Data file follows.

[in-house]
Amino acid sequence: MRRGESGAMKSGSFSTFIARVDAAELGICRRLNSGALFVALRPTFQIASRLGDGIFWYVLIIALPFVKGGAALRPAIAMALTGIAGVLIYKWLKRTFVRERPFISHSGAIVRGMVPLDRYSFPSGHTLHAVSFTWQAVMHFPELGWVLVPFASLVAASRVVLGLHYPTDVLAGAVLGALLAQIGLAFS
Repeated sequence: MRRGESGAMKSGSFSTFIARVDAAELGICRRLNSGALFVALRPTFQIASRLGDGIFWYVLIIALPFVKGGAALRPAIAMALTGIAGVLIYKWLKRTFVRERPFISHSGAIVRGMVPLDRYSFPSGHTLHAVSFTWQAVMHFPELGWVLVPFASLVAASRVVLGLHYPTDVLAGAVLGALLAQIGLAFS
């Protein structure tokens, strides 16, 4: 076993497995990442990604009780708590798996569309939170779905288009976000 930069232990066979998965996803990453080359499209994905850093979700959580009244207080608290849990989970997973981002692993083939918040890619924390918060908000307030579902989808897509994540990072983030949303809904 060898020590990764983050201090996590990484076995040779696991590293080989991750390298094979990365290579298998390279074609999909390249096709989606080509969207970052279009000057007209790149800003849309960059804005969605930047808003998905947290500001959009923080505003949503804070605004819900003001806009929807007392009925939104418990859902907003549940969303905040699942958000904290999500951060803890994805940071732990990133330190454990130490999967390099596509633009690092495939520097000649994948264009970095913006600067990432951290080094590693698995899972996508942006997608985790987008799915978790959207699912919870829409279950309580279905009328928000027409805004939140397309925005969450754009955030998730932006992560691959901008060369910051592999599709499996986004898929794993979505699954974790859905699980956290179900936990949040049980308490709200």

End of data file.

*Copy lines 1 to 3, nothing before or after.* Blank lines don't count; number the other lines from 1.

[in-house]
Amino acid sequence: MRRGESGAMKSGSFSTFIARVDAAELGICRRLNSGALFVALRPTFQIASRLGDGIFWYVLIIALPFVKGGAALRPAIAMALTGIAGVLIYKWLKRTFVRERPFISHSGAIVRGMVPLDRYSFPSGHTLHAVSFTWQAVMHFPELGWVLVPFASLVAASRVVLGLHYPTDVLAGAVLGALLAQIGLAFS
Repeated sequence: MRRGESGAMKSGSFSTFIARVDAAELGICRRLNSGALFVALRPTFQIASRLGDGIFWYVLIIALPFVKGGAALRPAIAMALTGIAGVLIYKWLKRTFVRERPFISHSGAIVRGMVPLDRYSFPSGHTLHAVSFTWQAVMHFPELGWVLVPFASLVAASRVVLGLHYPTDVLAGAVLGALLAQIGLAFS